When the three "art handlers" mounted the painting "Rubens Peale With a Geranium" in Lobby D of the National Gallery of Art yesterday -- two holding it and one screwing in the supports -- it was business as usual for handler Gary Webber.

"It's a routine installation," said Webber, who can mount a Degas on the wall before you can say "Picasso" or vice versa. "There's nothing unusual about this hanging except there's cameras and all kinds of strangers watching."

And lights. And National Gallery Director J. Carter Brown calling it a "superstar" American painting. And the fact that this 28-by-24-inch picture cost the gallery $4.07 million at a Sotheby's auction last week -- the most expensive purchase of an American painting to date. Today marks the painting's first public viewing.

"The auctioneer puts you through the tortures of the damned until the hammer falls," said Brown, who was present at the auction. The $4.07 million figure, he said, was a relative bargain: "It could have gone very much higher," said the director after yesterday's picture-hanging ceremony. "There were rumors that the thing would go $5- to $6 million."

Brown, who had asked for donations after last week's purchase -- his tongue-in-nonprofit-cheek -- said he has not received any offers, but "the mails take a while at Christmastime."

One reason the gallery saved a million or two, said gallery Deputy Director John Wilmerding, was that Ambassador at Large Daniel Terra, owner of the Terra Museum in Illinois, and Ruth Stevenson, who owns the Amon Carter Museum in Fort Worth, didn't take part in the bidding. Terra and Stevenson are also trustees of the National Gallery and "both generously stepped aside . . . Had they not been on the board, they certainly would have bid for it," Wilmerding said.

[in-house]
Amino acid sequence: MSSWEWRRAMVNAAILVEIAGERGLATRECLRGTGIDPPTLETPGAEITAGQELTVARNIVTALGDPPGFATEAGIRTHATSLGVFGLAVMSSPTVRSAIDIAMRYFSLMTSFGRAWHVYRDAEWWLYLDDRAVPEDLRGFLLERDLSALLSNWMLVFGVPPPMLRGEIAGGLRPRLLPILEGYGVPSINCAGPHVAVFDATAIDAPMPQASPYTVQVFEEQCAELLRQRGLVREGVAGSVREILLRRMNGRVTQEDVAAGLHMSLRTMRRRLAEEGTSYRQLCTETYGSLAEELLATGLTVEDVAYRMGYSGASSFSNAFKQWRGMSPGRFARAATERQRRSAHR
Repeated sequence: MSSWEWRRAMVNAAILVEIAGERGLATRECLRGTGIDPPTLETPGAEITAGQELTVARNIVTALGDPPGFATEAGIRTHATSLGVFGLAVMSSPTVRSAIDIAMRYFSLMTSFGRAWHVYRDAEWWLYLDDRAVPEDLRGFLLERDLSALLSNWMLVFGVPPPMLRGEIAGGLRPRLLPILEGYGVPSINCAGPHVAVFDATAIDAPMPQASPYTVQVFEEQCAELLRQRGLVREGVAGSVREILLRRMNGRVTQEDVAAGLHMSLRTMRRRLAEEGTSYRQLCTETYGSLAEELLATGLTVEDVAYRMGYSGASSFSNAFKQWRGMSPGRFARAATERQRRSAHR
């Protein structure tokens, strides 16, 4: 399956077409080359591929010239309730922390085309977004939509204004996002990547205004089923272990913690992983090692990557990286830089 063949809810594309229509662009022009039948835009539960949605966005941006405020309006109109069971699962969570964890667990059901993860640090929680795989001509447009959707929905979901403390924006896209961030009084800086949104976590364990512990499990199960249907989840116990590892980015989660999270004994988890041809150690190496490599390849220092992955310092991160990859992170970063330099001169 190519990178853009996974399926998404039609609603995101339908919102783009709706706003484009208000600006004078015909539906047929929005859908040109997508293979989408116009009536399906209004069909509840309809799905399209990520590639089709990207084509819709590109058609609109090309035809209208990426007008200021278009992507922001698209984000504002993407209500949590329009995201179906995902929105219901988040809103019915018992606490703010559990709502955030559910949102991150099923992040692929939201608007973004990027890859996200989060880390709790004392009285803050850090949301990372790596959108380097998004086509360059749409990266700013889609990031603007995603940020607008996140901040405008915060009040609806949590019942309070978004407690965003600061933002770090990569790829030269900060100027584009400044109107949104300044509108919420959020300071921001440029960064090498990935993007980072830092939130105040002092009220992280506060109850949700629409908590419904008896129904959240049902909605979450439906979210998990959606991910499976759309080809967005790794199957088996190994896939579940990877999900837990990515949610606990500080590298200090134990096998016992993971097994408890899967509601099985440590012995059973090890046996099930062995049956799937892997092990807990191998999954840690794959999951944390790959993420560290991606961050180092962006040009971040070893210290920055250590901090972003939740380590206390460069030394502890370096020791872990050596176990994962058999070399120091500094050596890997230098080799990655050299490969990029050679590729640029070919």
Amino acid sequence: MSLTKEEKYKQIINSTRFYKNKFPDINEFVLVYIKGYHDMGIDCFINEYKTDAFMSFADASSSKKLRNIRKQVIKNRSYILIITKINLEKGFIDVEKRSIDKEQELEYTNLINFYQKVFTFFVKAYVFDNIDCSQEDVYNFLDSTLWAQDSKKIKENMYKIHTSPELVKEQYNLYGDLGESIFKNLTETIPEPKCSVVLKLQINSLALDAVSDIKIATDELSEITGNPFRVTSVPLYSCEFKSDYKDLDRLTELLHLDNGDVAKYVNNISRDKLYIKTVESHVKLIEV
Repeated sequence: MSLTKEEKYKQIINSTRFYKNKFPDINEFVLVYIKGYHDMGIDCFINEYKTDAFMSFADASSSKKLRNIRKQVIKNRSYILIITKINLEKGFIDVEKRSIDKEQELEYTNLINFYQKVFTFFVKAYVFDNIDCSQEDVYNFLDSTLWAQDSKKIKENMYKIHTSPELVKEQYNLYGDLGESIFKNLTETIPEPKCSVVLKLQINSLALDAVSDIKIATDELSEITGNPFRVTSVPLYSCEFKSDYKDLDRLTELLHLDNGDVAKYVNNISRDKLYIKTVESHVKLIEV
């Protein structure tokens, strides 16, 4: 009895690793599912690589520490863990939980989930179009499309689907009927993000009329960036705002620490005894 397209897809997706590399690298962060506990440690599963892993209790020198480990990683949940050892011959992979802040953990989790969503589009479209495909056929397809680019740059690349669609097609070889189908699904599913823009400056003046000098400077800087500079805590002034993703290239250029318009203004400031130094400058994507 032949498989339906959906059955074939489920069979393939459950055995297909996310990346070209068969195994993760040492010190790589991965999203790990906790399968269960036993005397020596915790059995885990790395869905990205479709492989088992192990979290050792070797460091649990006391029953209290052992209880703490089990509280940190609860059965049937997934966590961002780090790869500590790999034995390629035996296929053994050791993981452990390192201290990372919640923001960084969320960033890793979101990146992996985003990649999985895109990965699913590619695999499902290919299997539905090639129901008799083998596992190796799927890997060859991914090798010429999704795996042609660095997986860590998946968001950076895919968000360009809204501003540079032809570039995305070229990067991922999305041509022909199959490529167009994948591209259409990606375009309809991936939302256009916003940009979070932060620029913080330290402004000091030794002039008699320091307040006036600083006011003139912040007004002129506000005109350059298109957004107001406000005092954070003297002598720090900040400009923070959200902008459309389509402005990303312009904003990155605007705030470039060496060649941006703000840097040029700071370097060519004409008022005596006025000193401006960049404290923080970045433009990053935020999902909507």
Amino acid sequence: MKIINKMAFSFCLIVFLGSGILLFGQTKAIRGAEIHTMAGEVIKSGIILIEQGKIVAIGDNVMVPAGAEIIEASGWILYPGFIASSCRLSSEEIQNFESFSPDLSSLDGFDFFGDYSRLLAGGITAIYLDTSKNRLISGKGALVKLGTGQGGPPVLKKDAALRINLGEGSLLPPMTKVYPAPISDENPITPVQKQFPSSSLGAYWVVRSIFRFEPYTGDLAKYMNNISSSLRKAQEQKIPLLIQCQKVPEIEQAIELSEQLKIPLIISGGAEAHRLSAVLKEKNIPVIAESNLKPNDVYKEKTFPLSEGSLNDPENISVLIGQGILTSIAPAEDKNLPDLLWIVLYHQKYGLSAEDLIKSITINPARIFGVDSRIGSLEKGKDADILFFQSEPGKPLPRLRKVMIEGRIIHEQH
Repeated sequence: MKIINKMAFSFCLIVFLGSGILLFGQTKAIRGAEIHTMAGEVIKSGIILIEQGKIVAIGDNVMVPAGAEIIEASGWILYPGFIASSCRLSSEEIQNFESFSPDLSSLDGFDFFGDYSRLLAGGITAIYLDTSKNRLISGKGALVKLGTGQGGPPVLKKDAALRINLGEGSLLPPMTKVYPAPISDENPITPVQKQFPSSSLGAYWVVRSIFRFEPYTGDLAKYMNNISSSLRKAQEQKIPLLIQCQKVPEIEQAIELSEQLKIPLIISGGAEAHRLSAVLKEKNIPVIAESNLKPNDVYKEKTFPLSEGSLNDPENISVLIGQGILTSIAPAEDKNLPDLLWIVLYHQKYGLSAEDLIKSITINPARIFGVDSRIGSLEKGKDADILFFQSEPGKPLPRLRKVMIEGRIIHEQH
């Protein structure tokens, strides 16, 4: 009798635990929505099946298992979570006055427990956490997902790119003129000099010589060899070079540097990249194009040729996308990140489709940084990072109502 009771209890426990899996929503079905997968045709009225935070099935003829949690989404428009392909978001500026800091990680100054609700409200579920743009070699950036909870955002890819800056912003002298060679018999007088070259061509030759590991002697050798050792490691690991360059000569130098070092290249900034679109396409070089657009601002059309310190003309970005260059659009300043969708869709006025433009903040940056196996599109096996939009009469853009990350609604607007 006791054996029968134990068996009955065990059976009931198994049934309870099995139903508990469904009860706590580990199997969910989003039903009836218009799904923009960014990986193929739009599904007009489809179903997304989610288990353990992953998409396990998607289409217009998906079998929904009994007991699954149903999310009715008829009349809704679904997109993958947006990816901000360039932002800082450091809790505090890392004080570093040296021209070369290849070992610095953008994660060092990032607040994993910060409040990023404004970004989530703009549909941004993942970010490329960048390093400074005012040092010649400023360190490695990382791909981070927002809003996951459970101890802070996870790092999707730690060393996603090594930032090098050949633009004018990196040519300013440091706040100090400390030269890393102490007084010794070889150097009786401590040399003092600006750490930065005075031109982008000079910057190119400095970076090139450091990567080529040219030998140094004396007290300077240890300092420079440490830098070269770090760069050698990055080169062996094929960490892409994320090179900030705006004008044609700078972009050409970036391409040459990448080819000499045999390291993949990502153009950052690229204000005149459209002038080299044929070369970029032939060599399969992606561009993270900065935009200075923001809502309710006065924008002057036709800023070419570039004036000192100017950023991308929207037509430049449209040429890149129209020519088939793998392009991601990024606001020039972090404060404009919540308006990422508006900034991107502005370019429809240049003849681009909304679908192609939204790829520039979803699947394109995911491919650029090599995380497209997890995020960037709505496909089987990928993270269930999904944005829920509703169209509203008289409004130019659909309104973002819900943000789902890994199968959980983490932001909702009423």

Why this American painting? The 1801 painting, Rembrandt Peale's portrait of his brother Rubens, the subject's hand on a potted geranium, is certainly masterful. But $4 million masterful?

"This picture has been on our want list ever since I've been associated with the institution," said Wilmerding. "It's the first time a painting in this category has come up for public auction."

"This picture goes so closely with that whole Jeffersonian idea of a new republic, an interest in science," said Brown. "That tell-it-like-it-is American forthrightness . . .

"It's such a wonderfully human document," he continued. "I think it has tremendous appeal; it's a very lovable picture. Part of it is you feel Peale was relaxed, he was painting his own brother, he wasn't doing a stiff official portrait for which he was being paid hard cash, which would trigger all his self-consciousness."

In fact, said Brown, referring to Peale's portraitures, "Rembrandt Peale doesn't turn out to be a very interesting painter. But when you catch him like this, recording someone he obviously cared about . . . There is a lot of love in that picture and I think that's part of what gets communicated."